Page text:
In the south-east of the Arabian Peninsula, at the entrance to the Persian Gulf, lies the Sultanate of Oman, a country that a lot of people have trouble finding on the map, even after reading this sentence. To be fair, though, unlike its neighbor of Saudi Arabia, Oman has never beheaded scores of innocent people, or had one of their sheikhs kidnap Liam Neeson’s daughter, so news channels and pop culture haven’t really paid much attention to it.
But don’t be fooled. Oman is a pretty huge deal. By all accounts, it is the lynchpin keeping the entire Gulf Area from turning into an even bigger clusterfuck than it already is.
Stuart Yellop is an expat English teacher living in Oman, and he says that: “There seems to be an international conspiracy to keep Oman hidden. Anyway, some of my friends seemed to think that being in Oman involves settling in a tent, riding a camel to work, and living in constant fear of terrorist bombing. His Majesty the Sultan Qaboos bin Said al Said has in his wisdom ensured that Oman is like the Islamic Switzerland, neutral in all international disputes. Reasons for this are obvious: Oman has the longest coastline of the Arab states, has a population about the same size as Greater Manchester in the UK, and forty percent of the world’s oil-tanker traffic passes through the Strait of Hormuz (jointly controlled by Oman and Iran). If the Sultan wasn’t a great diplomat, Oman would have been invaded and conquered years ago.”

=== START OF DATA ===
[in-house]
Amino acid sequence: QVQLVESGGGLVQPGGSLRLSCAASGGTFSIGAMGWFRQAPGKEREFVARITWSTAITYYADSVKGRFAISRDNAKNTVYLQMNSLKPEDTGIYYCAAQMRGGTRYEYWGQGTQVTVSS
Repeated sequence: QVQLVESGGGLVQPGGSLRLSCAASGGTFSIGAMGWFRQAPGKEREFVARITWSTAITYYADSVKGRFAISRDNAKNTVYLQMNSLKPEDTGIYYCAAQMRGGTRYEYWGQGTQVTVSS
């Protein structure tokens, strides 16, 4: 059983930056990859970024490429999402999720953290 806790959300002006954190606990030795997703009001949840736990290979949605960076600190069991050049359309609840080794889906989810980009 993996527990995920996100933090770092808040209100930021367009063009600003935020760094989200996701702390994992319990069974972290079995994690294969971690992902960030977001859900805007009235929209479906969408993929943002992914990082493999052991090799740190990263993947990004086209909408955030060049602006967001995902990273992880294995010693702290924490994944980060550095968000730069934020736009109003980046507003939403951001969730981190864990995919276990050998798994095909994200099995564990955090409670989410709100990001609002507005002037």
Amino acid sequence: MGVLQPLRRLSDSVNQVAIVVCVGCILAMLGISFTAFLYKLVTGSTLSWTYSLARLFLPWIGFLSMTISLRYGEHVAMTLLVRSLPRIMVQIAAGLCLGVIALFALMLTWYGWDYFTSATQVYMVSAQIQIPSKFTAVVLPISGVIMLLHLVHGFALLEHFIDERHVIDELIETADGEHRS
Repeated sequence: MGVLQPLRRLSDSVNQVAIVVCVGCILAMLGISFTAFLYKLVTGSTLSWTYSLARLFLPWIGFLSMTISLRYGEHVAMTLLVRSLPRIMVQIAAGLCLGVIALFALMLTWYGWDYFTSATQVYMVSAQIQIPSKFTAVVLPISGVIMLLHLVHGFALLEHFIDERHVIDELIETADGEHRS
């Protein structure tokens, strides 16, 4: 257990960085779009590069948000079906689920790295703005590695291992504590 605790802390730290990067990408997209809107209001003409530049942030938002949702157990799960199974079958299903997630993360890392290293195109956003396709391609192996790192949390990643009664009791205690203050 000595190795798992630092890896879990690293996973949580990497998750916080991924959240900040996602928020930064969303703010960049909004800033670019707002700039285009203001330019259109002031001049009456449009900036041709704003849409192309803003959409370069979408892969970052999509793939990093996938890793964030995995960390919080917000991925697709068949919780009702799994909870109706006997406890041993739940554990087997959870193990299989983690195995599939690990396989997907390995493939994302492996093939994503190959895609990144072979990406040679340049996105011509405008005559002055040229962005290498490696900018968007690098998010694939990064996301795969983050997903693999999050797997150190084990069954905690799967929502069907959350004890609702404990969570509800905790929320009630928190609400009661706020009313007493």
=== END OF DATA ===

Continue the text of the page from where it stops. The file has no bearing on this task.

The diplomatic skills of Qaboos bin Said al Said cannot be overstated. For example, in 2014, Oman organized nuclear peace talks between Iran, the United States, and the European Union, after years of stepping between America and Iran and telling both countries to just cool it for a little bit.
According to Iran Daily, Oman has “hosted several important secret talks including those on the nuclear negotiations, mediation for the release of three American hikers arrested in western Iran, and posting of a bail for Roxana Saberi, a Iranian-American journalist held in Iran.”
Oman has always made an effort to have good relations with Western and Muslim countries, which has worked remarkably well in its favor. When the Sultan took power from his father in a bloodless coup in 1970, he was left to deal with the Dhofar Rebellion which started because the previous ruler, Said bin Taimur, relied too much on Great Britain to maintain peace and order in the rebelling province.
Qaboos bin Said al Said, on the other hand, put an end to the fighting by securing the help of the Shah of Iran, something which his father would never had done. Shortly later, after Egyptian President Anwar Sadat recognized the state of Israel and therefore suggested that Jewish people were, well, people, Oman was one of the few Muslim countries that stood behind Egypt with a firm “Duh, of course they are.” Hell, during the first Gulf War, Oman was actively assisting the United States while still maintaining friendly relations with Iraq.